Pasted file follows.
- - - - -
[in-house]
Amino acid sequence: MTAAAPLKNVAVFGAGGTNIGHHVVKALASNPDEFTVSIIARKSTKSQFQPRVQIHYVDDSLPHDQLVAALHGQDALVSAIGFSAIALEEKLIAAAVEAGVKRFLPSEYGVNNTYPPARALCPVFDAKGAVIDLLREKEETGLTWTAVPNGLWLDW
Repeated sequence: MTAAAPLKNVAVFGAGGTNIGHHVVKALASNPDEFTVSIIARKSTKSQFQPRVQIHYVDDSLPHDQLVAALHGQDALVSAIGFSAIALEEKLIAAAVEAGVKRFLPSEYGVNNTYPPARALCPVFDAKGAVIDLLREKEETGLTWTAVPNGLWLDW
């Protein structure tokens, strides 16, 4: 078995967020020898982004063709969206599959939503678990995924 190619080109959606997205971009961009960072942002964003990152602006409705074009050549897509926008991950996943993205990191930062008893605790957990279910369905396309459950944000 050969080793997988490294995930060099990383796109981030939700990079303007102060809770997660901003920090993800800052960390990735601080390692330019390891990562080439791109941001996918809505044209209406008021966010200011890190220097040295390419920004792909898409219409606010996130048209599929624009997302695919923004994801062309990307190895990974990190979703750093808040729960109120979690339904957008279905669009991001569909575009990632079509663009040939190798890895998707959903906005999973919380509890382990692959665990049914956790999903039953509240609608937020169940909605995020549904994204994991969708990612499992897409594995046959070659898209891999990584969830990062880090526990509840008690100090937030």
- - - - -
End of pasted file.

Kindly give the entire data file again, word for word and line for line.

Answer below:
[in-house]
Amino acid sequence: MTAAAPLKNVAVFGAGGTNIGHHVVKALASNPDEFTVSIIARKSTKSQFQPRVQIHYVDDSLPHDQLVAALHGQDALVSAIGFSAIALEEKLIAAAVEAGVKRFLPSEYGVNNTYPPARALCPVFDAKGAVIDLLREKEETGLTWTAVPNGLWLDW
Repeated sequence: MTAAAPLKNVAVFGAGGTNIGHHVVKALASNPDEFTVSIIARKSTKSQFQPRVQIHYVDDSLPHDQLVAALHGQDALVSAIGFSAIALEEKLIAAAVEAGVKRFLPSEYGVNNTYPPARALCPVFDAKGAVIDLLREKEETGLTWTAVPNGLWLDW
């Protein structure tokens, strides 16, 4: 078995967020020898982004063709969206599959939503678990995924 190619080109959606997205971009961009960072942002964003990152602006409705074009050549897509926008991950996943993205990191930062008893605790957990279910369905396309459950944000 050969080793997988490294995930060099990383796109981030939700990079303007102060809770997660901003920090993800800052960390990735601080390692330019390891990562080439791109941001996918809505044209209406008021966010200011890190220097040295390419920004792909898409219409606010996130048209599929624009997302695919923004994801062309990307190895990974990190979703750093808040729960109120979690339904957008279905669009991001569909575009990632079509663009040939190798890895998707959903906005999973919380509890382990692959665990049914956790999903039953509240609608937020169940909605995020549904994204994991969708990612499992897409594995046959070659898209891999990584969830990062880090526990509840008690100090937030």